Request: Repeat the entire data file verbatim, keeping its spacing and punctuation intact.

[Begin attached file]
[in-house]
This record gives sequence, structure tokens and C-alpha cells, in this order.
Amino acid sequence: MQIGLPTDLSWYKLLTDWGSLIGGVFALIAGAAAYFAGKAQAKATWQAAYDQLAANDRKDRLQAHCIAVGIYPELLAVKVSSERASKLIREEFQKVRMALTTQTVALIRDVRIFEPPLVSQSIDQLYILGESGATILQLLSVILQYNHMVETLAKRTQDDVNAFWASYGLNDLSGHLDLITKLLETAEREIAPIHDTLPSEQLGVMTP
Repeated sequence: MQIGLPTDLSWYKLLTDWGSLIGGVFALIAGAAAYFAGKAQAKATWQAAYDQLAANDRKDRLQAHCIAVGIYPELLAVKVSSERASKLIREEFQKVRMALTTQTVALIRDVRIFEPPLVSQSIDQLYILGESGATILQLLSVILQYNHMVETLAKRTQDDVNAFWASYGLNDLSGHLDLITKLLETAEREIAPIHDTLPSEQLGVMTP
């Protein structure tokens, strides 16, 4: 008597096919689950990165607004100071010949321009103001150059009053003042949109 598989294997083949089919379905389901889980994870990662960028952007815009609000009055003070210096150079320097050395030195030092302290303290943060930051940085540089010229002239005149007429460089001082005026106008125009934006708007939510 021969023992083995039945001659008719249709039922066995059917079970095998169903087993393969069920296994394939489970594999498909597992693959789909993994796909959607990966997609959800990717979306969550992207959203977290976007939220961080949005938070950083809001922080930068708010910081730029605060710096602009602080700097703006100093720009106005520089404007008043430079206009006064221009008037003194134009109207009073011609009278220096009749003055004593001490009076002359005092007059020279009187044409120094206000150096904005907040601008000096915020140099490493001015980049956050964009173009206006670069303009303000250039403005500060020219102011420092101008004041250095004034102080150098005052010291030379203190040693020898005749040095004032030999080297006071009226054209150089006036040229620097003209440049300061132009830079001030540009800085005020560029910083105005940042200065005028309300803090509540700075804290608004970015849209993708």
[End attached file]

[in-house]
This record gives sequence, structure tokens and C-alpha cells, in this order.
Amino acid sequence: MQIGLPTDLSWYKLLTDWGSLIGGVFALIAGAAAYFAGKAQAKATWQAAYDQLAANDRKDRLQAHCIAVGIYPELLAVKVSSERASKLIREEFQKVRMALTTQTVALIRDVRIFEPPLVSQSIDQLYILGESGATILQLLSVILQYNHMVETLAKRTQDDVNAFWASYGLNDLSGHLDLITKLLETAEREIAPIHDTLPSEQLGVMTP
Repeated sequence: MQIGLPTDLSWYKLLTDWGSLIGGVFALIAGAAAYFAGKAQAKATWQAAYDQLAANDRKDRLQAHCIAVGIYPELLAVKVSSERASKLIREEFQKVRMALTTQTVALIRDVRIFEPPLVSQSIDQLYILGESGATILQLLSVILQYNHMVETLAKRTQDDVNAFWASYGLNDLSGHLDLITKLLETAEREIAPIHDTLPSEQLGVMTP
């Protein structure tokens, strides 16, 4: 008597096919689950990165607004100071010949321009103001150059009053003042949109 598989294997083949089919379905389901889980994870990662960028952007815009609000009055003070210096150079320097050395030195030092302290303290943060930051940085540089010229002239005149007429460089001082005026106008125009934006708007939510 021969023992083995039945001659008719249709039922066995059917079970095998169903087993393969069920296994394939489970594999498909597992693959789909993994796909959607990966997609959800990717979306969550992207959203977290976007939220961080949005938070950083809001922080930068708010910081730029605060710096602009602080700097703006100093720009106005520089404007008043430079206009006064221009008037003194134009109207009073011609009278220096009749003055004593001490009076002359005092007059020279009187044409120094206000150096904005907040601008000096915020140099490493001015980049956050964009173009206006670069303009303000250039403005500060020219102011420092101008004041250095004034102080150098005052010291030379203190040693020898005749040095004032030999080297006071009226054209150089006036040229620097003209440049300061132009830079001030540009800085005020560029910083105005940042200065005028309300803090509540700075804290608004970015849209993708």